Two more clinical trials will be conducted in Africa to determine whether the protective effects of a tenofovir-based vaginal gel against HIV infection can be replicated in different populations of women and with a different dosing schedule.
The trials with the microbicide gel containing Gilead Sciences’ antiretroviral tenofovir, marketed as Viread for the treatment of chronic hepatitis B and Human Immunodeficiency Virus 1 (HIV-1) infection, were proposed at a meeting convened in Johannesburg, South Africa last week by UNAIDS (the Joint United Nations Programme on HIV/AIDS) and the World Health Organization (WHO).
The meeting brought together representatives of government agencies and national drug regulatory authorities, microbicide research teams and product developers, women’s health and HIV prevention advocates, people with HIV, clinical and social science researchers, statisticians, civil society representatives, public health experts and ethicists. They agreed a road map for further development of the tenofovir gel following the impressive results from the CAPRISA 004 study reported at the XVIII International AIDS Conference in Vienna, Austria in July 2010.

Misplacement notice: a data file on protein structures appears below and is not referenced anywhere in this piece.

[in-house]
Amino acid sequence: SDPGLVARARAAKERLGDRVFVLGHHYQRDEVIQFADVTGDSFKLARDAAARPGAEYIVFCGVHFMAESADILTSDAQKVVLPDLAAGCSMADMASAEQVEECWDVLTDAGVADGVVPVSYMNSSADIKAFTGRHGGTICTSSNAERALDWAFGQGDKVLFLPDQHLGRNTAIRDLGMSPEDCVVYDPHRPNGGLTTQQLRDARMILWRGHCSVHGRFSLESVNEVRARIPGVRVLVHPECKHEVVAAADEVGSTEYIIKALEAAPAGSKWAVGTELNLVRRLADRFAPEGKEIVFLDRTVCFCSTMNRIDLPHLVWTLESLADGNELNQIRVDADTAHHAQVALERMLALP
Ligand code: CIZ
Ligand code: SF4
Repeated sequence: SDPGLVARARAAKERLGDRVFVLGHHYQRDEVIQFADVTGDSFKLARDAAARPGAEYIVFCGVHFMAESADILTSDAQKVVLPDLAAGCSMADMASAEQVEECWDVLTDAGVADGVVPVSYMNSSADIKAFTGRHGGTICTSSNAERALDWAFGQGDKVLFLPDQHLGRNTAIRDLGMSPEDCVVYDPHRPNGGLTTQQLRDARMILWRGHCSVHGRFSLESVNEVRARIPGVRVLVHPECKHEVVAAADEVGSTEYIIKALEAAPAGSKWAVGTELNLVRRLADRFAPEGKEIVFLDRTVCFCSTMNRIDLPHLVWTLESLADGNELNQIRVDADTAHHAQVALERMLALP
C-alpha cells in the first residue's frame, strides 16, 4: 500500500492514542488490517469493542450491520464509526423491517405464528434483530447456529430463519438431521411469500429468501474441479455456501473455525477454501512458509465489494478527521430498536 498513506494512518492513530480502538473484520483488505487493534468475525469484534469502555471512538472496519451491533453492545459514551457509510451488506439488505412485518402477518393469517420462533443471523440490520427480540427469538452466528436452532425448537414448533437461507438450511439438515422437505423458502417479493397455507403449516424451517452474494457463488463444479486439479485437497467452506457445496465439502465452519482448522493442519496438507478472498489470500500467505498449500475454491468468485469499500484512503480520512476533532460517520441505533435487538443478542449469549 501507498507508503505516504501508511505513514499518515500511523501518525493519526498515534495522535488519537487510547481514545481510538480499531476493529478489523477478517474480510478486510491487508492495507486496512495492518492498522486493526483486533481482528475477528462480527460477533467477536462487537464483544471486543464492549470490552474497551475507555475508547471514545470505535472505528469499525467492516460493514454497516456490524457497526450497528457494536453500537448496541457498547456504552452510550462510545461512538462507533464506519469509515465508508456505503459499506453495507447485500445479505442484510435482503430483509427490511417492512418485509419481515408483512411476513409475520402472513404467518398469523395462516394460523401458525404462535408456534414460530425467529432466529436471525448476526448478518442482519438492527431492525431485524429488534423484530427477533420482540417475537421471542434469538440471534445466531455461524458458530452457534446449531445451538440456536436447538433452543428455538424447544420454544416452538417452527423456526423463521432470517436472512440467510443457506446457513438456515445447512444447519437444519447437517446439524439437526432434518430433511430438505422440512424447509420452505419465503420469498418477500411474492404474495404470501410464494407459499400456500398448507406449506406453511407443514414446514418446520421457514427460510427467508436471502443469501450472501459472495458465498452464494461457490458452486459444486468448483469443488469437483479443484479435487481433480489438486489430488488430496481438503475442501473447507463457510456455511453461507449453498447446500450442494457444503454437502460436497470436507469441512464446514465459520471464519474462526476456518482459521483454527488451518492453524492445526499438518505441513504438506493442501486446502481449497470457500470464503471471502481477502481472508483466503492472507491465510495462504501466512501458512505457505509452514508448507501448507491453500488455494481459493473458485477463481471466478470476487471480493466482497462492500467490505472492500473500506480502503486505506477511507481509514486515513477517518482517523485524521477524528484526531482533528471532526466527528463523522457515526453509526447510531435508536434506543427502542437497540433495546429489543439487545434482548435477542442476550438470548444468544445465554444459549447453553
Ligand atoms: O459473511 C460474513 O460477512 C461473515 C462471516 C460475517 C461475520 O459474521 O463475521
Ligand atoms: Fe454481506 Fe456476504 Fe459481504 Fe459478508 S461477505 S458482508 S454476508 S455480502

Conducted by the Centre for the AIDS Programme of Research in South Africa (CAPRISA), a UNAIDS collaborating centre for HIV prevention research, the CAPRISA 004 trial involved 889 women at high risk of HIV infection in KwaZulu-Natal. It found that a vaginal gel containing 1% tenofovir was 39% effective at reducing a woman's risk of becoming infected with HIV during sex, as well as 51% effective at preventing genital herpes infections.
One of the confirmatory trials, to be conducted mainly in South Africa, will look at whether the CAPRISA results can be replicated in a variety of settings with a population that includes younger women, UNAIDS said. It will also assess whether the gel can be used safely by sexually active 16 and 17 year-olds in settings where HIV incidence is high.
A second trial, which will take place in other African countries, will evaluate the safety and efficacy of a different dosing schedule. It will examine whether a single application of the tenofovir gel before sex – or, failing that, immediately after sex – is as safe and effective as the original two-dose regimen. A single-dose schedule would be less expensive and easier for women to use, UNAIDS noted.
An ongoing trial being conducted by the Microbicides Trial Network, which is evaluating the same gel used daily, will generate additional data on safety and product use. Research in the communities where the CAPRISA 004 trial was carried out will look at how to best promote, distribute and monitor gel use through existing family planning facilities.
While participants at the meeting in Johannesburg agreed on research priorities for the tenofovir gel, concerns were expressed over the limited funding committed so far to carry forward the next phase of research. The next steps are expected to cost US$100 million, while at present only US$58 million is available for the programme, UNAIDS pointed out.